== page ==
Last Chance to Take Action on the KXL Pipeline


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Last month, a Keystone Pipeline spill released more than 383,000 gallons of oil—half of an Olympic swimming pool. The spill affected 22,500 square feet of wetlands, which could take years to recover—if it ever does.

Earlier this year, the Keystone pipeline leaked 1,800 gallons of oil less than half a mile from the Mississippi River. Workers had to excavate sections of the affected pipeline to find and repair the leak.

That leak was nothing compared to the 2017 Keystone spill in South Dakota. It poured 407, 000 gallons—almost 3,000,000 pounds—of crude oil into the ground. That spill, not far from the Sisseton Wahpeton Oyate’s reservation, was the second Keystone spill in South Dakota in seven years. This rate of toxic spills is much more frequent than TransCanada predicted and reported to the federal government. TransCanada estimated South Dakota spills at no more than once every 41 years.

Protest sign: People Over Pipelines

Photo credit: Pax Ahimsa Gethen [CC BY-SA 4.0 (https://creativecommons.org/licenses/by-sa/4.0)]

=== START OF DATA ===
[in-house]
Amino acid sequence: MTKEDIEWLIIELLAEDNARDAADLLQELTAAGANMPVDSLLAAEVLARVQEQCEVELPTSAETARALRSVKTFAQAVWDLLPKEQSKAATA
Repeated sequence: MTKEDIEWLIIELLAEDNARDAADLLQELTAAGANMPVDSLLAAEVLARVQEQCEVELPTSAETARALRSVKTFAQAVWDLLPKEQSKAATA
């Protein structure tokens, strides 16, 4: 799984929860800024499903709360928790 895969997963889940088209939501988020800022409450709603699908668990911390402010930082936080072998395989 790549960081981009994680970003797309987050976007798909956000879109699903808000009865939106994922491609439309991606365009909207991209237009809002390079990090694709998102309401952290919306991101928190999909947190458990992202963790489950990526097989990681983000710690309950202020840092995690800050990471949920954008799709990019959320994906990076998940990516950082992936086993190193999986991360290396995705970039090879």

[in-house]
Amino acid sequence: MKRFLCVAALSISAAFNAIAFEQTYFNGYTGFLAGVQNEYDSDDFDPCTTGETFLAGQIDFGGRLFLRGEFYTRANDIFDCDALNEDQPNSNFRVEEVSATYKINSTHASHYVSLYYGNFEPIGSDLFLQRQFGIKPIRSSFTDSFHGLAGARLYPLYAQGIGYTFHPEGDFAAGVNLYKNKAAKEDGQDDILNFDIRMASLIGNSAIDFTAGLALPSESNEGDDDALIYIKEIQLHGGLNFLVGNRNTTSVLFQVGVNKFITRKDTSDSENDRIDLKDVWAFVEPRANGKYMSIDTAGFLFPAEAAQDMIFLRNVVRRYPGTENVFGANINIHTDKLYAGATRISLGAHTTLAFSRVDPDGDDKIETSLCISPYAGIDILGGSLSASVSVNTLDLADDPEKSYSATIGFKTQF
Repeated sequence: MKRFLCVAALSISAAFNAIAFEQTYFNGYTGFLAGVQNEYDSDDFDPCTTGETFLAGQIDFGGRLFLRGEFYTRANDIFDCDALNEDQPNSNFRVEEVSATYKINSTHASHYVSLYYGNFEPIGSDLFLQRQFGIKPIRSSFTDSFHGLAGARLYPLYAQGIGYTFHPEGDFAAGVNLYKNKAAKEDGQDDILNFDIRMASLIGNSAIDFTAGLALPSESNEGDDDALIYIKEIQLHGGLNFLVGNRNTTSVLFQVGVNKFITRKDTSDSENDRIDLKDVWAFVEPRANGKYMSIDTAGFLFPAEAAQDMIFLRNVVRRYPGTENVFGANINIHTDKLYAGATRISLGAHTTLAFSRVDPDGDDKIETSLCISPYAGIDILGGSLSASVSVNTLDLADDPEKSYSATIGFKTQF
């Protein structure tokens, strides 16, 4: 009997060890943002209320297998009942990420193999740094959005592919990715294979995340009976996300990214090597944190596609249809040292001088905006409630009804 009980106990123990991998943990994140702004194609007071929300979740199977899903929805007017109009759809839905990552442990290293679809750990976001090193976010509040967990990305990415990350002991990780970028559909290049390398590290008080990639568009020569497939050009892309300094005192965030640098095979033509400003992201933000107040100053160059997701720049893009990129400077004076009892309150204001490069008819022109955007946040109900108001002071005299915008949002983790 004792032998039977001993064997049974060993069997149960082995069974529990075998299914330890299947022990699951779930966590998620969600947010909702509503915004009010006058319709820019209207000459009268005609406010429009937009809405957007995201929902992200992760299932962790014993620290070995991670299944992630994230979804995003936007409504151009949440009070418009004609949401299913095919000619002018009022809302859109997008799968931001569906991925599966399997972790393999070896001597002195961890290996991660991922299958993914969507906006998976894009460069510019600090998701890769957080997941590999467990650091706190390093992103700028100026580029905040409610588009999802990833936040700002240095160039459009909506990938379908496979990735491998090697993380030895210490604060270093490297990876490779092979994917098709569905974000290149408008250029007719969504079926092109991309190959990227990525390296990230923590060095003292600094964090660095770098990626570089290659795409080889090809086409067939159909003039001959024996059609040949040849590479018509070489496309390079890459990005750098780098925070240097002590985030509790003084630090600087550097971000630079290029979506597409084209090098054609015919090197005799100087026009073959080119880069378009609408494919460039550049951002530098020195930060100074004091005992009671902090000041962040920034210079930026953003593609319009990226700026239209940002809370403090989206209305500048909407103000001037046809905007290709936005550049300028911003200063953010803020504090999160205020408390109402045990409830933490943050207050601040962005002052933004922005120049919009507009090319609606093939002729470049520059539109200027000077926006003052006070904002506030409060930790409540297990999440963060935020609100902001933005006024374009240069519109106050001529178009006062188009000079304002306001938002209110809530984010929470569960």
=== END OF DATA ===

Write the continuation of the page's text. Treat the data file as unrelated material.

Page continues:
Now TransCanada (TC Energy) wants to add more miles to their leaky Keystone Pipeline. The proposed Keystone XL (KXL) Pipeline would cross Nebraska, Montana, and South Dakota, including tribal lands. Of course, TransCanada claims that KXL will be safe, that it will be state of the art. Frighteningly, the state-of-the-art KXL design would only detect leaks of more than 535,000 gallons in a 24-hour period. The most recent leak, large enough to partially fill a swimming pool, was not big enough to trigger the leak detection system. This is one of the reasons for the lawsuit. The pipeline is certain to leak (it already has). Those leaks will be undetected unless/until they are huge.

Take action now. Until November 18, you can comment on the KXL Supplementary Environmental Impact Statement (SEIS).

This is your last chance to comment on the KXL pipeline.Comment Now button

Below is information that you can use for crafting your comments.

  • The pipeline crosses tribal lands, and the treaties must be honored. The US must engage in meaningful tribal consultation and obtain tribal consent.
  • The SEIS describes adverse environmental impacts from building the Keystone XL Pipeline, which supports not building the KXL Pipeline.
  • The existing Keystone pipeline leaks more frequently than company estimates. Any new pipeline will leak, it is just a question of when and how often.
  • Any project that crosses tribal lands must be in compliance with tribal laws and regulations.
  • The dire climate change findings in the SEIS support the argument against the XL pipeline.

This pipeline will benefit a Canadian company and its shareholders. It’s a threat to our climate, our drinking water, and our safety. It has willfully ignored the pipeline’s impacts on tribal communities.

Our health and safety should take priority over companies’ profits. Do not allow TC Energy and the Trump Administration to ignore their legal and corporate responsibilities to the American people. Take action today.

#HonorTheTreaties

Learn more about Rosebud Sioux Tribe v. Trump.